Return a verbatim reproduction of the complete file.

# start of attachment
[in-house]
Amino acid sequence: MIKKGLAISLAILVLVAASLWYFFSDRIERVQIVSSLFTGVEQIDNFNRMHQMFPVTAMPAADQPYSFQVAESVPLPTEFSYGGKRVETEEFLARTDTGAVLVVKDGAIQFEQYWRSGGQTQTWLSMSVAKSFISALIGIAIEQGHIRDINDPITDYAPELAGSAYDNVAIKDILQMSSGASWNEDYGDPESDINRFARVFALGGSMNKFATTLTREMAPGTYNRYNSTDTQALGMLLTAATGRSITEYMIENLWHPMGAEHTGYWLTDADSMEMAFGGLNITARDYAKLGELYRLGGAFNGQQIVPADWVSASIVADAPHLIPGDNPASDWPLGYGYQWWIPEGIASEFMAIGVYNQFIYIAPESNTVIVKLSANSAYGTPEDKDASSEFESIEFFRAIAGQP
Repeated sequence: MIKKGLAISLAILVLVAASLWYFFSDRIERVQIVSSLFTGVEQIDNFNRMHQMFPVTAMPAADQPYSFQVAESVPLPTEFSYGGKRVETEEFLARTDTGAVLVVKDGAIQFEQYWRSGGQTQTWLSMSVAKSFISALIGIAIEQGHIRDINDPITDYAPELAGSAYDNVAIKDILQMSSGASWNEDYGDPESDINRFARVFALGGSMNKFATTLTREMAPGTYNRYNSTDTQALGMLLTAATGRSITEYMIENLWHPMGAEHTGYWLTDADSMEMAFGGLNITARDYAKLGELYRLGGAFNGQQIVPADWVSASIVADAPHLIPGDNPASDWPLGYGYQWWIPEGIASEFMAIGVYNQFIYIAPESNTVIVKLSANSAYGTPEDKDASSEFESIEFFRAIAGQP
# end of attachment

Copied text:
[in-house]
Amino acid sequence: MIKKGLAISLAILVLVAASLWYFFSDRIERVQIVSSLFTGVEQIDNFNRMHQMFPVTAMPAADQPYSFQVAESVPLPTEFSYGGKRVETEEFLARTDTGAVLVVKDGAIQFEQYWRSGGQTQTWLSMSVAKSFISALIGIAIEQGHIRDINDPITDYAPELAGSAYDNVAIKDILQMSSGASWNEDYGDPESDINRFARVFALGGSMNKFATTLTREMAPGTYNRYNSTDTQALGMLLTAATGRSITEYMIENLWHPMGAEHTGYWLTDADSMEMAFGGLNITARDYAKLGELYRLGGAFNGQQIVPADWVSASIVADAPHLIPGDNPASDWPLGYGYQWWIPEGIASEFMAIGVYNQFIYIAPESNTVIVKLSANSAYGTPEDKDASSEFESIEFFRAIAGQP
Repeated sequence: MIKKGLAISLAILVLVAASLWYFFSDRIERVQIVSSLFTGVEQIDNFNRMHQMFPVTAMPAADQPYSFQVAESVPLPTEFSYGGKRVETEEFLARTDTGAVLVVKDGAIQFEQYWRSGGQTQTWLSMSVAKSFISALIGIAIEQGHIRDINDPITDYAPELAGSAYDNVAIKDILQMSSGASWNEDYGDPESDINRFARVFALGGSMNKFATTLTREMAPGTYNRYNSTDTQALGMLLTAATGRSITEYMIENLWHPMGAEHTGYWLTDADSMEMAFGGLNITARDYAKLGELYRLGGAFNGQQIVPADWVSASIVADAPHLIPGDNPASDWPLGYGYQWWIPEGIASEFMAIGVYNQFIYIAPESNTVIVKLSANSAYGTPEDKDASSEFESIEFFRAIAGQP